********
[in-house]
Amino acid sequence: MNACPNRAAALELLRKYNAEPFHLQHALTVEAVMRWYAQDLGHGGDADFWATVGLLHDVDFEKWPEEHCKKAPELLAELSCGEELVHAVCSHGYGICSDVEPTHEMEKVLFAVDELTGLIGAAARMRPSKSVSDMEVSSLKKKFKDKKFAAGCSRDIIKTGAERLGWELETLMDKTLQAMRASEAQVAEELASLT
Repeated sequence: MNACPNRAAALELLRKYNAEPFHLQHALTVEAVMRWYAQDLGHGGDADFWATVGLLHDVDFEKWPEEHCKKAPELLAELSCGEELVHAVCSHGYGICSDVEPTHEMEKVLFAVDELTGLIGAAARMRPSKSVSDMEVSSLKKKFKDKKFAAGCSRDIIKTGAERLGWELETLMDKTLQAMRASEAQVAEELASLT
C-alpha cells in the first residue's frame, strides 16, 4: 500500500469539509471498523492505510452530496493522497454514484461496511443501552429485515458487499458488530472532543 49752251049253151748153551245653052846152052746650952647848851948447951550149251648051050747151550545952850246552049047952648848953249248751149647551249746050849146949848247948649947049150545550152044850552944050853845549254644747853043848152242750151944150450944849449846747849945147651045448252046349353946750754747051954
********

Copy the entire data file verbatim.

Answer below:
[in-house]
Amino acid sequence: MNACPNRAAALELLRKYNAEPFHLQHALTVEAVMRWYAQDLGHGGDADFWATVGLLHDVDFEKWPEEHCKKAPELLAELSCGEELVHAVCSHGYGICSDVEPTHEMEKVLFAVDELTGLIGAAARMRPSKSVSDMEVSSLKKKFKDKKFAAGCSRDIIKTGAERLGWELETLMDKTLQAMRASEAQVAEELASLT
Repeated sequence: MNACPNRAAALELLRKYNAEPFHLQHALTVEAVMRWYAQDLGHGGDADFWATVGLLHDVDFEKWPEEHCKKAPELLAELSCGEELVHAVCSHGYGICSDVEPTHEMEKVLFAVDELTGLIGAAARMRPSKSVSDMEVSSLKKKFKDKKFAAGCSRDIIKTGAERLGWELETLMDKTLQAMRASEAQVAEELASLT
C-alpha cells in the first residue's frame, strides 16, 4: 500500500469539509471498523492505510452530496493522497454514484461496511443501552429485515458487499458488530472532543 49752251049253151748153551245653052846152052746650952647848851948447951550149251648051050747151550545952850246552049047952648848953249248751149647551249746050849146949848247948649947049150545550152044850552944050853845549254644747853043848152242750151944150450944849449846747849945147651045448252046349353946750754747051954